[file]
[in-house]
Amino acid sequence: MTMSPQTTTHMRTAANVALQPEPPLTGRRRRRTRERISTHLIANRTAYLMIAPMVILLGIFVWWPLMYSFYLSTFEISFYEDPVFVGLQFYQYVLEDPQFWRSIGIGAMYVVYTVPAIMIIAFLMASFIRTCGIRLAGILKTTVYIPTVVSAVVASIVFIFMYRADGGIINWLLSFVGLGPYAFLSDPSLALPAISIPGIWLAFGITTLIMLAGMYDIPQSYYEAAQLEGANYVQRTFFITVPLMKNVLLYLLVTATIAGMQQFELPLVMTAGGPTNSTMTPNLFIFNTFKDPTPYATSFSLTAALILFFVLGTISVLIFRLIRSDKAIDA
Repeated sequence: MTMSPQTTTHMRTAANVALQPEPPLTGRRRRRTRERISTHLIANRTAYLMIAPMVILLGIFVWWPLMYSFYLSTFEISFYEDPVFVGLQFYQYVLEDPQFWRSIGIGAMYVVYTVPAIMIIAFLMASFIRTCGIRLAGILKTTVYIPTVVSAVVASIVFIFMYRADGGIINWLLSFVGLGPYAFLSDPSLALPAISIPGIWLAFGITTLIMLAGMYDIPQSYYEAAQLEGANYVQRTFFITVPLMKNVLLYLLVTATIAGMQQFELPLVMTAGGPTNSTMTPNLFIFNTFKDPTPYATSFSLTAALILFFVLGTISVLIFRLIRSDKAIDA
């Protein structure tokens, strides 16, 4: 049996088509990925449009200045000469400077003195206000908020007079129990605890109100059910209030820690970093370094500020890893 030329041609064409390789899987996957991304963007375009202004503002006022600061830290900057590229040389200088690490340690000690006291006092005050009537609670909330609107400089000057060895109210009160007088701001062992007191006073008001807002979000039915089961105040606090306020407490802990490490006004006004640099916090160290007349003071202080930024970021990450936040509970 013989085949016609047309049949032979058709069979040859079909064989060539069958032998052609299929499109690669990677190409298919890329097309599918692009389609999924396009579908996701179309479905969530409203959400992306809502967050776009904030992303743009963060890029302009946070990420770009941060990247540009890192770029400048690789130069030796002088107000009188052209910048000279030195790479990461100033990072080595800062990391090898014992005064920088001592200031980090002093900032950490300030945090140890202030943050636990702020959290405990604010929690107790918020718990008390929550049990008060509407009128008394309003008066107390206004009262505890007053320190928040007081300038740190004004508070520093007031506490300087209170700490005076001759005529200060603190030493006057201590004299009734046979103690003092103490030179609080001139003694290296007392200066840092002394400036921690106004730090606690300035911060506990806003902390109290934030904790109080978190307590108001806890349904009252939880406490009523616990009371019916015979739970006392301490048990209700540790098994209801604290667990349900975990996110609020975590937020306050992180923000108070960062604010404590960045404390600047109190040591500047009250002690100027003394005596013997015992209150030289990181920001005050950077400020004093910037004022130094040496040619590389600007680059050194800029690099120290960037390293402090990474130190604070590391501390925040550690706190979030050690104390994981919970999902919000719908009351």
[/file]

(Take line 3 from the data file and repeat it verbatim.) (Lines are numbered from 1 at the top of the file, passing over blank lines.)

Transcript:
Repeated sequence: MTMSPQTTTHMRTAANVALQPEPPLTGRRRRRTRERISTHLIANRTAYLMIAPMVILLGIFVWWPLMYSFYLSTFEISFYEDPVFVGLQFYQYVLEDPQFWRSIGIGAMYVVYTVPAIMIIAFLMASFIRTCGIRLAGILKTTVYIPTVVSAVVASIVFIFMYRADGGIINWLLSFVGLGPYAFLSDPSLALPAISIPGIWLAFGITTLIMLAGMYDIPQSYYEAAQLEGANYVQRTFFITVPLMKNVLLYLLVTATIAGMQQFELPLVMTAGGPTNSTMTPNLFIFNTFKDPTPYATSFSLTAALILFFVLGTISVLIFRLIRSDKAIDA